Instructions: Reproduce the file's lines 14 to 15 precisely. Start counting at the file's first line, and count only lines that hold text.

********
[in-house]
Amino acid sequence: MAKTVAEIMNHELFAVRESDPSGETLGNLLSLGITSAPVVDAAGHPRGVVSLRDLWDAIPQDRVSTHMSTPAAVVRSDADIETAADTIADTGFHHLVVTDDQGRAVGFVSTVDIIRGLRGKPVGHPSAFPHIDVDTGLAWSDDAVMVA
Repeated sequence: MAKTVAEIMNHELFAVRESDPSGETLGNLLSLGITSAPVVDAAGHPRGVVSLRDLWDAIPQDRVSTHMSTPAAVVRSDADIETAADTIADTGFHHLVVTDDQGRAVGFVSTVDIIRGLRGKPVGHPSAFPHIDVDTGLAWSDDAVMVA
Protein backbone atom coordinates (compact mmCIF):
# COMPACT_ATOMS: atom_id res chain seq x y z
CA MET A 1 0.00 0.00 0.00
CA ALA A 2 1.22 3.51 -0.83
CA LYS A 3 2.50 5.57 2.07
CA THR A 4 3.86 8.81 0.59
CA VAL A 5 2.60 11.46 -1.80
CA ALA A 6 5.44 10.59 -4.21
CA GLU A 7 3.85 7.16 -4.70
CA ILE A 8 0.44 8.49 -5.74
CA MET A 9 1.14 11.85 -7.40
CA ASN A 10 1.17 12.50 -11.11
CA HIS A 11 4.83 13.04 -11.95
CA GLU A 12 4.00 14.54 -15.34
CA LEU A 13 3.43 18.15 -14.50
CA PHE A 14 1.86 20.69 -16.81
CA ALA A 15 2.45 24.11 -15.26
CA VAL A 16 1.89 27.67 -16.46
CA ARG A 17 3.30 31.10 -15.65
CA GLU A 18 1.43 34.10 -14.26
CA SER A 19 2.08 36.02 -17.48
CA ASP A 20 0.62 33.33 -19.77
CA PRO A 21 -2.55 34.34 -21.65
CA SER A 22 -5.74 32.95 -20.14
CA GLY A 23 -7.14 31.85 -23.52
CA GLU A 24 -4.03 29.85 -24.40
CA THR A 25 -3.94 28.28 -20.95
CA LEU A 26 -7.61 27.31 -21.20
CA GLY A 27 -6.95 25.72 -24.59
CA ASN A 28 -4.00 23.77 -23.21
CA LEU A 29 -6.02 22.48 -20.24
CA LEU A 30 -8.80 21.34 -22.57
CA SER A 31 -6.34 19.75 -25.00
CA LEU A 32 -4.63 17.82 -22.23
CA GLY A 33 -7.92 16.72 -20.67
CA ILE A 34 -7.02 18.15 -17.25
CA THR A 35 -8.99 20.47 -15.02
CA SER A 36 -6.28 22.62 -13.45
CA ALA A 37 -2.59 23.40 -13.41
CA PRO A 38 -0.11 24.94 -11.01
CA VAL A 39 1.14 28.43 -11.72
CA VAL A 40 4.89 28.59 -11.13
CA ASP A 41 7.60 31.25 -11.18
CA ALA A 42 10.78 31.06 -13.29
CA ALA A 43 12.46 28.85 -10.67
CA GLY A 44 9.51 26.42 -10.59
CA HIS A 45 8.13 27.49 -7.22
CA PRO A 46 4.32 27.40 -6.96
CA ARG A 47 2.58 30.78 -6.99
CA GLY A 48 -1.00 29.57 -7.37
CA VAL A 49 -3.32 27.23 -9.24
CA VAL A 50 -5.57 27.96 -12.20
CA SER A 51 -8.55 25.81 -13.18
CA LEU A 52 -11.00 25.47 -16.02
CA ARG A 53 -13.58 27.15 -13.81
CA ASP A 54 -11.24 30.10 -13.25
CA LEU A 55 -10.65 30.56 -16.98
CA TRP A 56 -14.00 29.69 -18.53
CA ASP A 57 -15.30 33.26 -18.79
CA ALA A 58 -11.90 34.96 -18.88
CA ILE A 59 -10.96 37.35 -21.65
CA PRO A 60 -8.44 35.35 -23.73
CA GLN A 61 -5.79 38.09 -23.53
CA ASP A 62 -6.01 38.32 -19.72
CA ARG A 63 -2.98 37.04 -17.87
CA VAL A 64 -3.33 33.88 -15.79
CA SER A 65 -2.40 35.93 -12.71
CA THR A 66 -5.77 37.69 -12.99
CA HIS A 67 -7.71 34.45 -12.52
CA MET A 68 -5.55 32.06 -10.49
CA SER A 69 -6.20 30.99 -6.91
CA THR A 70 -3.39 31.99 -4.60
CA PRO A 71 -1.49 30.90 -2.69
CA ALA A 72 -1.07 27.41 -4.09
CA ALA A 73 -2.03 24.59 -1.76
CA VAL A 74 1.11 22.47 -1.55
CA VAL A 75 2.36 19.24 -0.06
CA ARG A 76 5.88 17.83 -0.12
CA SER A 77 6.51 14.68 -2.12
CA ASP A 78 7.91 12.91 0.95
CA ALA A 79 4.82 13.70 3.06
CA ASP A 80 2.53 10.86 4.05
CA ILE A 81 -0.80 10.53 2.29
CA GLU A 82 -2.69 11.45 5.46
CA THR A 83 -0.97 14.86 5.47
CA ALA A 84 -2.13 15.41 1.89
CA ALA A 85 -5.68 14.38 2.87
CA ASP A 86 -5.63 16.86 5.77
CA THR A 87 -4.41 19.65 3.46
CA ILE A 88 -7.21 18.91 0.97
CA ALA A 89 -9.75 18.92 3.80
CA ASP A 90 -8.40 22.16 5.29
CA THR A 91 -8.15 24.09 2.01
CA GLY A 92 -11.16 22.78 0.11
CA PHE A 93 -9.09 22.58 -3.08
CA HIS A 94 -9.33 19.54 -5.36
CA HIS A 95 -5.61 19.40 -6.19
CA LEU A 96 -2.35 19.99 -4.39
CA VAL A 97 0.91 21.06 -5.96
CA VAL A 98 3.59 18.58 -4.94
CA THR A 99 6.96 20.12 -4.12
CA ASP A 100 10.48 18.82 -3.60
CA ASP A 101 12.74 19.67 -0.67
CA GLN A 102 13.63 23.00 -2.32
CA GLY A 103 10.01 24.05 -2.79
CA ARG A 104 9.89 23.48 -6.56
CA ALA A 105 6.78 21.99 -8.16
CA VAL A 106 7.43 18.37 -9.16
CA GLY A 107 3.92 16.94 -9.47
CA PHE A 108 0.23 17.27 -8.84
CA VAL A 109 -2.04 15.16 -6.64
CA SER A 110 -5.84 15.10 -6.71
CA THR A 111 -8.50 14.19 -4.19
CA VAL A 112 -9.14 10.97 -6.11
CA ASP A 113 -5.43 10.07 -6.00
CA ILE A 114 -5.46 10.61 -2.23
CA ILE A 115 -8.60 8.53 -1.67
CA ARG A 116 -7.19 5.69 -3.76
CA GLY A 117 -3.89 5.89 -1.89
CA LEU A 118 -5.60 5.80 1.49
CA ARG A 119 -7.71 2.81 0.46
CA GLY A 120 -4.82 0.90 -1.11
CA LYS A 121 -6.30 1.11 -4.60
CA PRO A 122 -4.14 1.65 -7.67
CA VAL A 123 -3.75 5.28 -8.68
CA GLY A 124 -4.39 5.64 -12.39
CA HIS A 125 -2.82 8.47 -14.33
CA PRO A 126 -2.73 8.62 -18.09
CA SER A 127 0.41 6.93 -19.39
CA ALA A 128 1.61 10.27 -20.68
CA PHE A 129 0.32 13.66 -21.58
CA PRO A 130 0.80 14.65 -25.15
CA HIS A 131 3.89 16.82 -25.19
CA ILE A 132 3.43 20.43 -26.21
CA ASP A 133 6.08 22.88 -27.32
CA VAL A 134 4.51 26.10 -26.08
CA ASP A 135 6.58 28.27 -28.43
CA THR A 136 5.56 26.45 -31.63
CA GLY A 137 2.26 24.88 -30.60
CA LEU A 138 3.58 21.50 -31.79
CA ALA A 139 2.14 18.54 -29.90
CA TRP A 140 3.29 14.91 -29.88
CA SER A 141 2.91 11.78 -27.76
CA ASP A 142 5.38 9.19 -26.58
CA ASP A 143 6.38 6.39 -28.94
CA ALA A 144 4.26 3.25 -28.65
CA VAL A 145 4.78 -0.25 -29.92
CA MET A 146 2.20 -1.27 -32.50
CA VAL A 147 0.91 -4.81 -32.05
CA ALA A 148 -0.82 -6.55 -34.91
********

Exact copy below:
CA MET A 9 1.14 11.85 -7.40
CA ASN A 10 1.17 12.50 -11.11